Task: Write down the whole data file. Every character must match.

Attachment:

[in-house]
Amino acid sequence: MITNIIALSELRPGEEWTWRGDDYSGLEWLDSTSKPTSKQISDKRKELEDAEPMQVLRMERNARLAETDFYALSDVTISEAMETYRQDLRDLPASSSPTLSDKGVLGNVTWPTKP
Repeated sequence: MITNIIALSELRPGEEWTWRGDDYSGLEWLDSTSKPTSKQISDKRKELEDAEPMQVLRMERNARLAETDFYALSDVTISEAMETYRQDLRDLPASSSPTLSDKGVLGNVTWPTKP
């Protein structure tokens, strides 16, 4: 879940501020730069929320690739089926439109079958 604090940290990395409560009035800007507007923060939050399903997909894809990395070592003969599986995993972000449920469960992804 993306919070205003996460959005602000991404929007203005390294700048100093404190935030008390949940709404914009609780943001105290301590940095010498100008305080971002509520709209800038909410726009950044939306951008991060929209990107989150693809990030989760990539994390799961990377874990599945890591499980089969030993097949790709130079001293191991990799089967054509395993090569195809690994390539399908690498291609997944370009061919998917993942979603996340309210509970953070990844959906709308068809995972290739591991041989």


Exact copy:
[in-house]
Amino acid sequence: MITNIIALSELRPGEEWTWRGDDYSGLEWLDSTSKPTSKQISDKRKELEDAEPMQVLRMERNARLAETDFYALSDVTISEAMETYRQDLRDLPASSSPTLSDKGVLGNVTWPTKP
Repeated sequence: MITNIIALSELRPGEEWTWRGDDYSGLEWLDSTSKPTSKQISDKRKELEDAEPMQVLRMERNARLAETDFYALSDVTISEAMETYRQDLRDLPASSSPTLSDKGVLGNVTWPTKP
């Protein structure tokens, strides 16, 4: 879940501020730069929320690739089926439109079958 604090940290990395409560009035800007507007923060939050399903997909894809990395070592003969599986995993972000449920469960992804 993306919070205003996460959005602000991404929007203005390294700048100093404190935030008390949940709404914009609780943001105290301590940095010498100008305080971002509520709209800038909410726009950044939306951008991060929209990107989150693809990030989760990539994390799961990377874990599945890591499980089969030993097949790709130079001293191991990799089967054509395993090569195809690994390539399908690498291609997944370009061919998917993942979603996340309210509970953070990844959906709308068809995972290739591991041989």